Boundary Crossings: Student responsibility for academic language and learning at tertiary level
Keywords: student responsibility, learning, international
AbstractThis paper focuses on Principle 3 of the Department of Education, Employment and Workplace Relations’ (DEEWR) Good Practice Principles (GPP) for English Language Proficiency for International Students in Australian Universities. Here DEEWR (2009) notes that students have “responsibilities for developing their language fluency during their study at university” and should be advised of this prior to their enrolment. Arguably, Principle 3 is applicable to all students if the notion of “language fluency” is broadened to incorporate English, academic and disciplinary language. It is argued that while ALL professionals may conceive of students having a responsibility for academic language and learning, we know very little about how they conceive of that responsibility, assuming that they have a conception. Further complicating the issue is the personal nature of conceptions of learning, and students’ linguistic, educational and cultural diversity. This complexity can potentially constrain our pedagogy such that we become very didactic in our teaching. However, equally it has the potential to free us up to explore and negotiate the boundaries to a shared conception of responsibility for academic language and learning with students. In this article I explore what we could say to new students about their responsibility for academic language and learning in line with DEEWR’s Good Practice Principle 3, and argue that students need to cross the boundaries of their understandings to work with the network of ALL assistance we offer, as do we as ALL professionals.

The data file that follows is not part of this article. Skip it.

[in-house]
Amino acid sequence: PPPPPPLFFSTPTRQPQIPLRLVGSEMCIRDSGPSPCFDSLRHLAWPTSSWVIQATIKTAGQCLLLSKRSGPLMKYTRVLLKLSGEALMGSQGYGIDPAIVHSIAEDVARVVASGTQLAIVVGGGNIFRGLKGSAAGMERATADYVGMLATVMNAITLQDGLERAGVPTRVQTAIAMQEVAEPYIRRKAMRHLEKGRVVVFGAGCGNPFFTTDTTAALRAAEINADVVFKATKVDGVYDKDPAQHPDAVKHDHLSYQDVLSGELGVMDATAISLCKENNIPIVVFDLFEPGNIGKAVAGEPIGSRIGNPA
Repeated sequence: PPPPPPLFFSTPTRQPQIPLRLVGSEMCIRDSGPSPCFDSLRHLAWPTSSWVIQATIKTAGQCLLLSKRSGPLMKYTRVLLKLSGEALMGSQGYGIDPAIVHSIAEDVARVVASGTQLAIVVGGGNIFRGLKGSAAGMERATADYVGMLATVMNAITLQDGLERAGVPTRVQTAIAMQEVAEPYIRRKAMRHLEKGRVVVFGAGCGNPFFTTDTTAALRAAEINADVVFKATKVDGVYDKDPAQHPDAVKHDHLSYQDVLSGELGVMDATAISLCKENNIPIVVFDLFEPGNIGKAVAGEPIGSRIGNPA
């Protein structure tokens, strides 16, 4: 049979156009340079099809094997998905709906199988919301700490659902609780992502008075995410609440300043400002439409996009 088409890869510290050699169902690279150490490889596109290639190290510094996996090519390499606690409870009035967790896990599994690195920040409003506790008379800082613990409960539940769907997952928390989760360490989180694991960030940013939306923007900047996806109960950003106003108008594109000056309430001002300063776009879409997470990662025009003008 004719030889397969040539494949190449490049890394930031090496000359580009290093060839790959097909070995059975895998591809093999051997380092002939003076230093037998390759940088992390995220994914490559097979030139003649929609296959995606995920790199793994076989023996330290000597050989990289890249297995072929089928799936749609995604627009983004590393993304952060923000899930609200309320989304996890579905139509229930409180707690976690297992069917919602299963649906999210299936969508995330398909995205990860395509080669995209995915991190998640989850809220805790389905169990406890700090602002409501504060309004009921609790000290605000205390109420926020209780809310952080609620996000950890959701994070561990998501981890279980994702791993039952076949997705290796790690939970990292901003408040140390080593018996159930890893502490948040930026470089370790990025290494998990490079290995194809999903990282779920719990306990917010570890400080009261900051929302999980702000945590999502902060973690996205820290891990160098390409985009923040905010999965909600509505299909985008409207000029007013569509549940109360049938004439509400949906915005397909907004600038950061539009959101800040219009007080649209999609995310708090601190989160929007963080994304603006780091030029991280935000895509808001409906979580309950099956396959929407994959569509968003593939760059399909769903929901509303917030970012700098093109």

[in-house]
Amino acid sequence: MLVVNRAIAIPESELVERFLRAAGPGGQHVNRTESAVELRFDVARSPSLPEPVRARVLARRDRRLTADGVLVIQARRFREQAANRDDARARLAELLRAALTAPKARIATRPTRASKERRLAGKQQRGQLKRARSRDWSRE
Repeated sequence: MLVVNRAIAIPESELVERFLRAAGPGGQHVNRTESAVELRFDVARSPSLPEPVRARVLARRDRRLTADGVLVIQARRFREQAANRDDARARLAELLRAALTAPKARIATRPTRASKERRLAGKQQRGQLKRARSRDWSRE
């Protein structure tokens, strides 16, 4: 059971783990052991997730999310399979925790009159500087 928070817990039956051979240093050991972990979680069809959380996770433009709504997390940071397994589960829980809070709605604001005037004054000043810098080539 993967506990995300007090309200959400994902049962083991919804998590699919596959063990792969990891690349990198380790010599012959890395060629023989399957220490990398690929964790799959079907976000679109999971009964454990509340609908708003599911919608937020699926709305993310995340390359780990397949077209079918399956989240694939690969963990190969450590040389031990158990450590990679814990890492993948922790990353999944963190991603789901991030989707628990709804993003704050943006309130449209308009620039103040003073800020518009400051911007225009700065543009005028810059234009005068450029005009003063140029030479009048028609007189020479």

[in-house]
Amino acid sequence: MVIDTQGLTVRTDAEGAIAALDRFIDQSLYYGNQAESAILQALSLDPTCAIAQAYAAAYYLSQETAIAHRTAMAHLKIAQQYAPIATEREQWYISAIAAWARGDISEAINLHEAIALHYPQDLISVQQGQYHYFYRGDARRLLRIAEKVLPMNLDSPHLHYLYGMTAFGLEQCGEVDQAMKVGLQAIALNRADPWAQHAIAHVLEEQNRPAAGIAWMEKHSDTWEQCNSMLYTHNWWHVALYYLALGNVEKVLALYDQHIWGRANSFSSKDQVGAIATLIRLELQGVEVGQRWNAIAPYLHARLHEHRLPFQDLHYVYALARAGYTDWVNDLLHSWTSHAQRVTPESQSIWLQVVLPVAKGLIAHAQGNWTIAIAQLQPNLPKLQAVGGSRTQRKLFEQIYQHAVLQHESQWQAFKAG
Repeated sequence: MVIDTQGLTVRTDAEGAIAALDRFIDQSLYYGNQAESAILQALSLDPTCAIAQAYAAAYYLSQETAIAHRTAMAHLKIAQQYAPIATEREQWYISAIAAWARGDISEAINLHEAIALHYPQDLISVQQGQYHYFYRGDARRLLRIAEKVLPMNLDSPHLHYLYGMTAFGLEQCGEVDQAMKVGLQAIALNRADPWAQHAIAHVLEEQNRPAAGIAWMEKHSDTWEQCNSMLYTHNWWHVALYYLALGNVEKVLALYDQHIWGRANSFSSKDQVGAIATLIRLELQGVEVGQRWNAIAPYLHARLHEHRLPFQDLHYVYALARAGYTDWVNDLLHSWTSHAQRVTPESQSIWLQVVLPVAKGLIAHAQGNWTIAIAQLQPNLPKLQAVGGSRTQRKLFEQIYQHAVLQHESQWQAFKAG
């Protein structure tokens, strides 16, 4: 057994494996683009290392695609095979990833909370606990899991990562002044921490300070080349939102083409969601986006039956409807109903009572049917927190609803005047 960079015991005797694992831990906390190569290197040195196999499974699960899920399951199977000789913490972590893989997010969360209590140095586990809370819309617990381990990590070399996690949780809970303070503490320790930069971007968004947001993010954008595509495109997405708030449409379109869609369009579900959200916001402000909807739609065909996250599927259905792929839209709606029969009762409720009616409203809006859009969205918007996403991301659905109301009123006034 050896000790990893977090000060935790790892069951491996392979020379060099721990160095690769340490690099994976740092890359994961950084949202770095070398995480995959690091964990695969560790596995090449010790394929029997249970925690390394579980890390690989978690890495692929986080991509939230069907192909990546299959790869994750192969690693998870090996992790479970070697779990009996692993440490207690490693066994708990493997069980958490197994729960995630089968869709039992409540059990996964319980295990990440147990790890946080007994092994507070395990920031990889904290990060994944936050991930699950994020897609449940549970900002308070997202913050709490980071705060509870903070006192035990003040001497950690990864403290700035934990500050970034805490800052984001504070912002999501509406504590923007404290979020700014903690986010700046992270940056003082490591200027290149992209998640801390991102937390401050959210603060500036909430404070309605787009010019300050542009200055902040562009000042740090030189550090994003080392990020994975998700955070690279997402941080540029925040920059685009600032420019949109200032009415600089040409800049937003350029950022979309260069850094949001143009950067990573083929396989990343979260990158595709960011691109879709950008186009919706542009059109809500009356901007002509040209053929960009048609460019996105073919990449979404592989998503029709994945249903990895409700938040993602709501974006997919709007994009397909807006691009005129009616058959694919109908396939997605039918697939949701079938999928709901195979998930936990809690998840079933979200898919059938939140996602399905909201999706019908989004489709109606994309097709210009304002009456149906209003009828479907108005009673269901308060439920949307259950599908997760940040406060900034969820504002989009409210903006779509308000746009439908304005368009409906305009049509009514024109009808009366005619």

How to Cite
BartlettA. (2009). Boundary Crossings: Student responsibility for academic language and learning at tertiary level. Journal of Academic Language and Learning, 3(2), A51-A60. Retrieved from https://journal.aall.org.au/index.php/jall/article/view/90
The copyright for articles in this journal is retained by the author(s), with first publication rights granted to the journal. By virtue of their appearance in this open access journal, articles are free to use with proper attribution in educational and other non-commercial settings. Authors submitting to this journal are assumed to agree to having their work archived by the National Library of Australia. Information on the National Library's PANDORA Archive can be found here.